[2]  A final worry: suppose we waive these concerns and grant that conceivability is a reliable guide to possibility, whether the possibilities are humdrum or exotic. Then the worry is that while we can conceive of a universe composed of different matter-energy (of different fundamental "stuff"), we can likewise conceive of a universe without God, or with a different god. But if so, then we have equal justification for thinking that God is no less a contingent being than fundamental physical reality.

Mazzy Star - I'm Gonna Bake My Biscuit

Monty Python - Argument Clinic

A classic.

Free Electronic Sample Issue of International Journal for Philosophy of Religion

Here. Articles in the issue include:

-Xu, Yingjin. "The troublesome explanandum in Plantinga’s argument against naturalism"

-Earl, Dennis. "Divine intimacy and the problem of horrendous evil"

-Snapper, Jeff A. "Paying the cost of skeptical theism"

-Crockett, Clayton. "Review of Nick Trakakis' The End of Philosophy of Religion"

ANNOUNCEMENT: 2012-2013 Fellowships and Grants: The Center for Philosophy of Religion at Notre Dame

The Center for Philosophy of Religion at the University of Notre Dame, with generous support from the Templeton Foundation, announces the following fellowships and grants available for the 2012-2013 academic year.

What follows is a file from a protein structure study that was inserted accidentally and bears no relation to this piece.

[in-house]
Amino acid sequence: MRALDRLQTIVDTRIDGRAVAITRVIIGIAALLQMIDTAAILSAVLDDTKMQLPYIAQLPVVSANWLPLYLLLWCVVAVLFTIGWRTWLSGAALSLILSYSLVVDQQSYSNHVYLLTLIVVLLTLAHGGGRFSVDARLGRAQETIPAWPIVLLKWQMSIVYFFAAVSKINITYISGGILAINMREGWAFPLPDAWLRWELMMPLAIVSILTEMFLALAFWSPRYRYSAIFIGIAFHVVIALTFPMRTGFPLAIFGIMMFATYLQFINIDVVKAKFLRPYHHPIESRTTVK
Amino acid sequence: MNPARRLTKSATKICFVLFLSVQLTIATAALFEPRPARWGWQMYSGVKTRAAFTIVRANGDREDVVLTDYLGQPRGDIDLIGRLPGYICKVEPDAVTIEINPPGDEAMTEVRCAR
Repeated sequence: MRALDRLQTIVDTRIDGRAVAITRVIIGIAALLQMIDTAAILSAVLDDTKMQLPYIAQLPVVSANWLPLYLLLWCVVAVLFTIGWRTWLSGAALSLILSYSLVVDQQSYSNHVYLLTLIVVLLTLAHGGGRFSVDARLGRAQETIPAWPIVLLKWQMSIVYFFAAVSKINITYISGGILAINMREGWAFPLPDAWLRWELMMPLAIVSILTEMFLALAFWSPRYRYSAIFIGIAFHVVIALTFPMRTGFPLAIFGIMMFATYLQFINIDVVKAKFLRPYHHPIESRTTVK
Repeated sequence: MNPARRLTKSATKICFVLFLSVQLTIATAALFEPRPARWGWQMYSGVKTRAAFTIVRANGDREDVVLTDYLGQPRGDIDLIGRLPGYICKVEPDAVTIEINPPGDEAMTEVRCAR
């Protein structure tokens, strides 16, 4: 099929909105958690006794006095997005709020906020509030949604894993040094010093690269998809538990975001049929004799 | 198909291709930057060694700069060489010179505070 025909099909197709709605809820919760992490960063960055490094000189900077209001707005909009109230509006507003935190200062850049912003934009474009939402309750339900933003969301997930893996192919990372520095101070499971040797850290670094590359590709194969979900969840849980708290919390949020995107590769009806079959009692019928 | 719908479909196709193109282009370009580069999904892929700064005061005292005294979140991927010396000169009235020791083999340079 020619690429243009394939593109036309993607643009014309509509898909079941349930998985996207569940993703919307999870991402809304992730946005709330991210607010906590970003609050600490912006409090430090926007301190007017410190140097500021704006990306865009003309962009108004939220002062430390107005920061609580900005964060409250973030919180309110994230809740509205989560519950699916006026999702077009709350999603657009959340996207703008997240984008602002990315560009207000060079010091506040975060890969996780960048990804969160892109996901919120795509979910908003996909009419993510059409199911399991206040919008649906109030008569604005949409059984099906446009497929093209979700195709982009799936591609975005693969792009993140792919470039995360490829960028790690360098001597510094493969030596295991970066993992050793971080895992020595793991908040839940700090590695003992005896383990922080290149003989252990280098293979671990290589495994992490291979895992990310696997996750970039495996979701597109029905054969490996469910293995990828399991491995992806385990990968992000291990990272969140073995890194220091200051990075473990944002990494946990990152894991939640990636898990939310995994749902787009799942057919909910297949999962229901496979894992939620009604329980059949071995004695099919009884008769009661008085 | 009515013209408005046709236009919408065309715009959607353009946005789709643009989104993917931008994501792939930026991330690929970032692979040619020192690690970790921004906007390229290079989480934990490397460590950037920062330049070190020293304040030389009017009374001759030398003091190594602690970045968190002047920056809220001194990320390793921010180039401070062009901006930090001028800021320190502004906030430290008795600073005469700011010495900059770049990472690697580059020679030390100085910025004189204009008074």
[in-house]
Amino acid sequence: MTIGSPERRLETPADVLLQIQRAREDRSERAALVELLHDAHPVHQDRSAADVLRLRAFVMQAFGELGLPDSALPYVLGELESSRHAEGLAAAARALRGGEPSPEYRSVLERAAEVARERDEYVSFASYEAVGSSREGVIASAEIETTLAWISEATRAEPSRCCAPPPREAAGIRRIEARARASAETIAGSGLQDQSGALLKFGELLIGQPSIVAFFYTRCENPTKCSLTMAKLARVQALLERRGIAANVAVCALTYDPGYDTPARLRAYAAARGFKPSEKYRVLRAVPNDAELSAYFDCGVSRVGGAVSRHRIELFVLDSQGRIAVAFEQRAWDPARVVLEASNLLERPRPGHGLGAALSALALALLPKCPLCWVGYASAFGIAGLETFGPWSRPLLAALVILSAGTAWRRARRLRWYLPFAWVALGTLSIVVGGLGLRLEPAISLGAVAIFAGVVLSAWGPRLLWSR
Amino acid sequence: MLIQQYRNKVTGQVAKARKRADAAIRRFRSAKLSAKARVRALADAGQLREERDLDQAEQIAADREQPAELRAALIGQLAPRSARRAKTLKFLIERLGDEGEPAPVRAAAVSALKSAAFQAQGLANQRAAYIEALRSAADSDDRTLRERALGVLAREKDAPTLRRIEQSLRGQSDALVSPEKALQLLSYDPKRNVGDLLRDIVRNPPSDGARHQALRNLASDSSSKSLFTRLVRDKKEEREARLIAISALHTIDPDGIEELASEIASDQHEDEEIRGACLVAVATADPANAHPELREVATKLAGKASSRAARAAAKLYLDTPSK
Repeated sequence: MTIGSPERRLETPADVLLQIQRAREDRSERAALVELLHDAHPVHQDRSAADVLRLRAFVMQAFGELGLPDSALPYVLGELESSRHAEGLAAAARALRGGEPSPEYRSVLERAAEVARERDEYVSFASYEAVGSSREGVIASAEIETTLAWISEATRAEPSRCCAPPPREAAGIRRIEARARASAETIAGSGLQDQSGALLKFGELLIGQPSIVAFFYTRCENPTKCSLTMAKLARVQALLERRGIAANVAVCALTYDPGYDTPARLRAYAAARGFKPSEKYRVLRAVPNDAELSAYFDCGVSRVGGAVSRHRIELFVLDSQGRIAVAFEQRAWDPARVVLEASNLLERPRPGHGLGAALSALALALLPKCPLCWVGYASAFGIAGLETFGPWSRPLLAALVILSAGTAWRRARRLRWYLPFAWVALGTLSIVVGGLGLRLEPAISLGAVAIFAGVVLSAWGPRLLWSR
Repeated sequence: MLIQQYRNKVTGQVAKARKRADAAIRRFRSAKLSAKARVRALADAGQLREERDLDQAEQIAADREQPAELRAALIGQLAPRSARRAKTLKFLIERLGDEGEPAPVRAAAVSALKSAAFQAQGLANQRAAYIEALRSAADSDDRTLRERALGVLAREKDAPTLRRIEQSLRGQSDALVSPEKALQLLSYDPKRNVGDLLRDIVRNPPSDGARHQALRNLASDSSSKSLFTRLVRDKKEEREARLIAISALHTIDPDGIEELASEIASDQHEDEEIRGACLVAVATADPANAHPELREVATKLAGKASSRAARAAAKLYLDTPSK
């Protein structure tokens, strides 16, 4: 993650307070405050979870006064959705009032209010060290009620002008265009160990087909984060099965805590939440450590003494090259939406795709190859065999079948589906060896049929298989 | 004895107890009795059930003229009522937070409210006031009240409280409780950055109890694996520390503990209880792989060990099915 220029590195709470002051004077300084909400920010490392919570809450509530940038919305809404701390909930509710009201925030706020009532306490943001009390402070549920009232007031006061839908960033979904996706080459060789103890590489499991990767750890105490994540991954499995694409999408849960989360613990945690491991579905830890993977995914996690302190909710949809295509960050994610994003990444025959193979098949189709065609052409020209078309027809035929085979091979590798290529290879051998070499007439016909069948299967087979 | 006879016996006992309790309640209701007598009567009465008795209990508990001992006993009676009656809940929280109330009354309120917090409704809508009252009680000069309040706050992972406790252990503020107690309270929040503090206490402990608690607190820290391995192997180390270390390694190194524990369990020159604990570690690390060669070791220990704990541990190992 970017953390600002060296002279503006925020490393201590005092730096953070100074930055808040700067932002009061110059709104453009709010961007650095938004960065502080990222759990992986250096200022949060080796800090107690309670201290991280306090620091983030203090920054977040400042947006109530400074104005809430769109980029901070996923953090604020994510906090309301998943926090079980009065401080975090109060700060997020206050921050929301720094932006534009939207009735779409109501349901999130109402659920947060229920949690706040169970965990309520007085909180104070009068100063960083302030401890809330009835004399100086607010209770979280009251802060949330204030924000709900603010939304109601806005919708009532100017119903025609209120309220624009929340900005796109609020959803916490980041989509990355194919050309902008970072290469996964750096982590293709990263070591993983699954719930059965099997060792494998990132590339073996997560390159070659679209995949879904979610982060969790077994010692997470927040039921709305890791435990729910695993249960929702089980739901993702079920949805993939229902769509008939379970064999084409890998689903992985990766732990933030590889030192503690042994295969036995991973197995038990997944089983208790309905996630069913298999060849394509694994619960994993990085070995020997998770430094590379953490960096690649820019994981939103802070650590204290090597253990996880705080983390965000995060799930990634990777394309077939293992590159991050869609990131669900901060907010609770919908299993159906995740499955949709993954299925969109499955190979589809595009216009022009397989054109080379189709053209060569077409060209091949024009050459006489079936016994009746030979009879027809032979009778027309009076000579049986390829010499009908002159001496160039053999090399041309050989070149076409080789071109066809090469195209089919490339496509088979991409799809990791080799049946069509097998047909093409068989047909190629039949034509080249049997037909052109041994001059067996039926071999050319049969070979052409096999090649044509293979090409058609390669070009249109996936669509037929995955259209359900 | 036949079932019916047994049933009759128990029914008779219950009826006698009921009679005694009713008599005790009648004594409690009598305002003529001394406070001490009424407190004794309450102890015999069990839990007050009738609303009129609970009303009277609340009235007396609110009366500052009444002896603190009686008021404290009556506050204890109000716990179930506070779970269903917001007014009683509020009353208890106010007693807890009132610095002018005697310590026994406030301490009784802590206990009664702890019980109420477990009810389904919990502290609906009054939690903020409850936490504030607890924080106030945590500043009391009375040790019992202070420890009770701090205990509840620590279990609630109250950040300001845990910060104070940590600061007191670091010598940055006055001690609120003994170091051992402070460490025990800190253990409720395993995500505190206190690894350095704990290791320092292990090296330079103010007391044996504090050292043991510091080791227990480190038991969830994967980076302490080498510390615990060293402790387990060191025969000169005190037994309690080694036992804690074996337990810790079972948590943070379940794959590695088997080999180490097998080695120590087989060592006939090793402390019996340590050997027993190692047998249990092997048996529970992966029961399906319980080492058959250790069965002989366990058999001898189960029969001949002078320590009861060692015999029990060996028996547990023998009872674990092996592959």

Center for Philosophy of Religion Fellowships

There are five residential fellowships for the 2012 - 2013 academic year: the Alvin Plantinga Fellowship ($60,000), awarded to a distinguished senior scholar; up to two Research Fellowships ($40,000 - $50,000, depending on rank); the Frederick J. Crosson Fellowship ($45,000) reserved for foreign scholars and those outside the field of philosophy; and one Visiting Graduate Fellowship ($20,000) awarded to a graduate student in philosophy with research interests in the philosophy of religion. For further details, including application requirements, visit http://philreligion.nd.edu. All materials must be received by February 1, 2012.